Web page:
Like all members of the genus Synodontis,
S. guttatus has a strong, bony head capsule
that extends back as far as the first spine of the
dorsal fin. The head contains a distinct narrow, bony,
external protrusion called a humeral processand the
shape and size of the humeral process helps to identify
the species. In S. guttatus, the humeral
process is rough, much longer than it is broad, and
pointed at the end. All members of the Synodontis
genera have a structure called a premaxillary
toothpad, which is located on the very front of the
upper jaw of the mouth. This structure contains several
rows of short, chisel-shaped teeth. In S. guttatus,
the toothpad forms a broad crescent-shaped band. On
the lower jaw, or mandible, the teeth of Synodontis
are attached to flexible, stalk-like structures and
described as "s-shaped" or "hooked".
The number of teeth on the mandible is used to differentiate
between species; in S. guttatus, there are
about 30 teeth on the mandible. Colouration:
The base body colour is brown, and the body is covered
with small, round dark spots. Aquarium Care:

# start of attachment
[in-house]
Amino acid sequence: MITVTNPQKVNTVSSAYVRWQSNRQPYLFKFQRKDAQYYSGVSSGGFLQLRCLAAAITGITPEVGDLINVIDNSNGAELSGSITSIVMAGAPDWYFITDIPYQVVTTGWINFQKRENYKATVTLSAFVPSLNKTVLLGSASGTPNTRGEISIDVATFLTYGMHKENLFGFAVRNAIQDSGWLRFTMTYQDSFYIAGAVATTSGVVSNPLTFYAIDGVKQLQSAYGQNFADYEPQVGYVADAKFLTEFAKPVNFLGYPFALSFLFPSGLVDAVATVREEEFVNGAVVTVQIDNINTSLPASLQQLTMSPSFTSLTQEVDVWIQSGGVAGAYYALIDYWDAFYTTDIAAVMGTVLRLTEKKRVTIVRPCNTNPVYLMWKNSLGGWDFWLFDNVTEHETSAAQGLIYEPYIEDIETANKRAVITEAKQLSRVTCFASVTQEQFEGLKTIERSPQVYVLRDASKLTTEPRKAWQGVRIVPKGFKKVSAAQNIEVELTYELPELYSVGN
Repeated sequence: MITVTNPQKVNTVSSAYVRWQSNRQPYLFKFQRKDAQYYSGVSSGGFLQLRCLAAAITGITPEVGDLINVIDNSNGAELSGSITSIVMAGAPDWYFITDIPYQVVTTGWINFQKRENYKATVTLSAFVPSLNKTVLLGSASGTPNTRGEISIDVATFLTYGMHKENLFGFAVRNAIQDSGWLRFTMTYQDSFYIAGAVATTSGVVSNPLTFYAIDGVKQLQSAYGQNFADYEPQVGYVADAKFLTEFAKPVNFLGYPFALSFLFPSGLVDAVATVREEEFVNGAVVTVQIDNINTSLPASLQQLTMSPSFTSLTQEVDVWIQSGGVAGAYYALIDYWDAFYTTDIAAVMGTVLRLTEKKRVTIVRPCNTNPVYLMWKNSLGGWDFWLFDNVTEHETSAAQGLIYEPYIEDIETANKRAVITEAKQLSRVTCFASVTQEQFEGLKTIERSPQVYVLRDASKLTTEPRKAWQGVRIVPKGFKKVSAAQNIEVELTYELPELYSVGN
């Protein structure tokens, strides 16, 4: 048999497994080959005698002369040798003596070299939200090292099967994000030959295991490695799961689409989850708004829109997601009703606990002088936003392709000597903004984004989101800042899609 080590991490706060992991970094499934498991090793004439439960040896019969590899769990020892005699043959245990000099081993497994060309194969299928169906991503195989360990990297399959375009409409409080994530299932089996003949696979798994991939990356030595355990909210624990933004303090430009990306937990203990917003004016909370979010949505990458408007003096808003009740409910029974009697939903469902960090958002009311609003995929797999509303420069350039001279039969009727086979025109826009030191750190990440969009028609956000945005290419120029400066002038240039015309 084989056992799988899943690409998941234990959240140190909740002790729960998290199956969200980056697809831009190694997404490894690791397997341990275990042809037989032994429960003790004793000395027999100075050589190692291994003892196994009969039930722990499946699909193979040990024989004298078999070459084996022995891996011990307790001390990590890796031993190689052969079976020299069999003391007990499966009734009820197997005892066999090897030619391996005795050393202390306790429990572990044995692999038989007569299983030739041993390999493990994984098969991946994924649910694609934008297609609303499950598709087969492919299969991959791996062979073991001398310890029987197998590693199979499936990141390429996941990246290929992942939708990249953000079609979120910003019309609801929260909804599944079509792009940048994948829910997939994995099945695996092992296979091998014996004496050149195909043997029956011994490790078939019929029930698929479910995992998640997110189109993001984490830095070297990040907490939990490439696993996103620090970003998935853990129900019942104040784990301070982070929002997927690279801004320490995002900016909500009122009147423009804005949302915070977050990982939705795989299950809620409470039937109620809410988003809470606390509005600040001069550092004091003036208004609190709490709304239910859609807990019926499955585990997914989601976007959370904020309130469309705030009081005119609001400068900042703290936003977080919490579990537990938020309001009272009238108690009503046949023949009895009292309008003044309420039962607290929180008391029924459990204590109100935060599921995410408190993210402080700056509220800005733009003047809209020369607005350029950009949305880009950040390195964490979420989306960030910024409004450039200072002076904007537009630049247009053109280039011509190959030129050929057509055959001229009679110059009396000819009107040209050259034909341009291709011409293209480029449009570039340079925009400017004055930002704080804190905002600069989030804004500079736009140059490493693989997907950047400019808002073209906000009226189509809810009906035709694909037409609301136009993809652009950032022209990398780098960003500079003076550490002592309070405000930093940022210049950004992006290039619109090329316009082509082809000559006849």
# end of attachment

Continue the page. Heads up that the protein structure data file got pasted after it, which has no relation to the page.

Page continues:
Would need a very large aquarium befitting a large
river species. Would be better housed in a Public
Aquaria setting. Remarks:
Listed in the IUCN Red List of Threatened Species
due to its limited location.
Lower Niger basin. Type locality:
Awaïss, A. &
P. 2010. Synodontis guttatus. In: IUCN 2012. IUCN
Red List of Threatened Species. Version 2012.1. Froese, R. and D. Pauly. Editors.
2011. FishBase. World Wide Web electronic publication.
www.fishbase.org, version. Boulenger, George Albert (1909).
Catalogue of the fresh-water fishes of Africa in the
British museum (Natural history). London: British
Museum. pp. 447–448. Cuvier, Georges (1934). The Animal
Kingdom Arranged in Conformity with its Organization,
Volume 10. Translated by Griffith, Edward. London:
Whittaker and Co. p. 406.